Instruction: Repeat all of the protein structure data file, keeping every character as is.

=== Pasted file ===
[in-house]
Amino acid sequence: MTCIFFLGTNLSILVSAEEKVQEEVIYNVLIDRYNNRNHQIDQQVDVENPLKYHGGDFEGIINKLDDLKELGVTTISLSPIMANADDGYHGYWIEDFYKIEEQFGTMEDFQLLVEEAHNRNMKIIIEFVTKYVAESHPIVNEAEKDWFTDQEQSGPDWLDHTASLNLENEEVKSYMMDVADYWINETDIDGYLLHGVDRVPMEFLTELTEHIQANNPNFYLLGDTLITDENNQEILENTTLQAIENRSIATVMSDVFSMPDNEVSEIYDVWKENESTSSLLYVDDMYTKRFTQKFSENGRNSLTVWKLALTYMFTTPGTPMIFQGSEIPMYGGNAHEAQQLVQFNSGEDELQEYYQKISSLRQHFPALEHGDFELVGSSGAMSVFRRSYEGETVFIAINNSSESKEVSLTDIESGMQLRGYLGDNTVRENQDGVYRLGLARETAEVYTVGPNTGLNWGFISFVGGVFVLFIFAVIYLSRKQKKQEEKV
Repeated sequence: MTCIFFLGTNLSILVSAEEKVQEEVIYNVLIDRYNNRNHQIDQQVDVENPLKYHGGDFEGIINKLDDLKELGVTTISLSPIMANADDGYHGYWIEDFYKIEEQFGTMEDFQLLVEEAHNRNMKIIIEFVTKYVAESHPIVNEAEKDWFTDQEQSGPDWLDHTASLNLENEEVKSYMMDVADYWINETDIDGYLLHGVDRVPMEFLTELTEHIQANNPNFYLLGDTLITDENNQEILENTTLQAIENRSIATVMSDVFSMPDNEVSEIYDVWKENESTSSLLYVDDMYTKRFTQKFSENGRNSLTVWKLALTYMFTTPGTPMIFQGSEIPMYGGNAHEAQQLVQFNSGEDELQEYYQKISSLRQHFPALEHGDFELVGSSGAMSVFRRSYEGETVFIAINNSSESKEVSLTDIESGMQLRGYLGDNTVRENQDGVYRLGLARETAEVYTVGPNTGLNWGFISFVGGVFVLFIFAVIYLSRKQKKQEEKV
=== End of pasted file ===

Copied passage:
[in-house]
Amino acid sequence: MTCIFFLGTNLSILVSAEEKVQEEVIYNVLIDRYNNRNHQIDQQVDVENPLKYHGGDFEGIINKLDDLKELGVTTISLSPIMANADDGYHGYWIEDFYKIEEQFGTMEDFQLLVEEAHNRNMKIIIEFVTKYVAESHPIVNEAEKDWFTDQEQSGPDWLDHTASLNLENEEVKSYMMDVADYWINETDIDGYLLHGVDRVPMEFLTELTEHIQANNPNFYLLGDTLITDENNQEILENTTLQAIENRSIATVMSDVFSMPDNEVSEIYDVWKENESTSSLLYVDDMYTKRFTQKFSENGRNSLTVWKLALTYMFTTPGTPMIFQGSEIPMYGGNAHEAQQLVQFNSGEDELQEYYQKISSLRQHFPALEHGDFELVGSSGAMSVFRRSYEGETVFIAINNSSESKEVSLTDIESGMQLRGYLGDNTVRENQDGVYRLGLARETAEVYTVGPNTGLNWGFISFVGGVFVLFIFAVIYLSRKQKKQEEKV
Repeated sequence: MTCIFFLGTNLSILVSAEEKVQEEVIYNVLIDRYNNRNHQIDQQVDVENPLKYHGGDFEGIINKLDDLKELGVTTISLSPIMANADDGYHGYWIEDFYKIEEQFGTMEDFQLLVEEAHNRNMKIIIEFVTKYVAESHPIVNEAEKDWFTDQEQSGPDWLDHTASLNLENEEVKSYMMDVADYWINETDIDGYLLHGVDRVPMEFLTELTEHIQANNPNFYLLGDTLITDENNQEILENTTLQAIENRSIATVMSDVFSMPDNEVSEIYDVWKENESTSSLLYVDDMYTKRFTQKFSENGRNSLTVWKLALTYMFTTPGTPMIFQGSEIPMYGGNAHEAQQLVQFNSGEDELQEYYQKISSLRQHFPALEHGDFELVGSSGAMSVFRRSYEGETVFIAINNSSESKEVSLTDIESGMQLRGYLGDNTVRENQDGVYRLGLARETAEVYTVGPNTGLNWGFISFVGGVFVLFIFAVIYLSRKQKKQEEKV